7 ways company culture drives performance
In the last section, we saw three statistics that spoke about productivity, revenue and employer branding. Let’s take a deeper look into the different facets of the business that the company culture affects, thereby driving performance.
Who are the employees? A group of individuals you've promised a sum of money in return for their time and effort.
But, is that all? Will a transaction as simple as this be enough for your business to grow?
Simply getting a task completed is not enough. Your employees must take ownership of the company, and deliver their best as though it's their business. But how do you convince a group of random individuals to have the same amount of passion as you have for your company?
Well, the truth is, it's not always 100% possible. However, you can still motivate them to do everything they do a little better by understanding them more, and giving them what they're looking for. And that's exactly what positive company culture means - it goes beyond merely giving goodies or gift hampers won't do it.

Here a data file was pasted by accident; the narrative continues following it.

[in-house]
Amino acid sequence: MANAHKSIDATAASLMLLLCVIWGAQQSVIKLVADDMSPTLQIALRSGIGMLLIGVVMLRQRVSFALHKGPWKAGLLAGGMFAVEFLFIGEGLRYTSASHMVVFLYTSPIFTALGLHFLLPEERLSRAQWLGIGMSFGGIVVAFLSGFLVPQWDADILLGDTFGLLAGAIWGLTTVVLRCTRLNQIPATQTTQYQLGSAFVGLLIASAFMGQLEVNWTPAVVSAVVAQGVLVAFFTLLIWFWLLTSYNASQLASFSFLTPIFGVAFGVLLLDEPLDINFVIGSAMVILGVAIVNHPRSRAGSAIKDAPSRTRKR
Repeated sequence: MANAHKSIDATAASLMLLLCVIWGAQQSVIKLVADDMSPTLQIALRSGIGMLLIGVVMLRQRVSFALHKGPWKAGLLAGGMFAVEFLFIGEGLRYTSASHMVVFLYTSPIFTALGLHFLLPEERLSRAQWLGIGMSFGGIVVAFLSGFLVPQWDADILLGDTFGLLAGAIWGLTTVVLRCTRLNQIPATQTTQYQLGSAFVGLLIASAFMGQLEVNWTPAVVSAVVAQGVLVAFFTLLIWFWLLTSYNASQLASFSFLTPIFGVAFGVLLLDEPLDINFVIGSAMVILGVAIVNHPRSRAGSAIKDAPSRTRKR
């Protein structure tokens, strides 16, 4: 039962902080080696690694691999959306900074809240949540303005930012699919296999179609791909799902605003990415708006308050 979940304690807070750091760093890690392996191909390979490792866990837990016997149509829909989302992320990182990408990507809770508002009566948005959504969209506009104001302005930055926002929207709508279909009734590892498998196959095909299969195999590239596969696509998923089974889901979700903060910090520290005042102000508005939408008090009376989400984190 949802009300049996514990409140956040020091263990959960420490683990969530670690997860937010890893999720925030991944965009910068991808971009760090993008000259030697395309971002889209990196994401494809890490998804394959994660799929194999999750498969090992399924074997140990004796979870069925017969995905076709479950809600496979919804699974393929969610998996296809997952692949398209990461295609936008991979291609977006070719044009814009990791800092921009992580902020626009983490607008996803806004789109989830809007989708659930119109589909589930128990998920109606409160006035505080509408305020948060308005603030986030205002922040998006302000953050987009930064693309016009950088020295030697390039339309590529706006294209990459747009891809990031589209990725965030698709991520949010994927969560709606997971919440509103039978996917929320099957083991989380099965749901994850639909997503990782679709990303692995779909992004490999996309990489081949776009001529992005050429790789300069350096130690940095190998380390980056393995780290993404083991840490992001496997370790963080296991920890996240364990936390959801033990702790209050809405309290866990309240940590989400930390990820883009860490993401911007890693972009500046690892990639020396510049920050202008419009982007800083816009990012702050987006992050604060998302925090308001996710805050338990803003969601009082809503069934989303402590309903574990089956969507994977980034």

Employees in companies with a positive work environment feel more recognized and valued. They believe in the company's values and try to align themselves with the organizational goals. If you focus on caring for your employees, they will take care of your company for you.
2. Employee engagement
Commonly, employee engagement is mistaken for fun at work. Games and activities at work are just one component of employee engagement, which is a broader concept.
Building up on our previous point on motivation, employee engagement is what you want to achieve by motivating your employees. Engaged employees see themselves as crucial parts of your company’s success, rather than just another cog in the machine.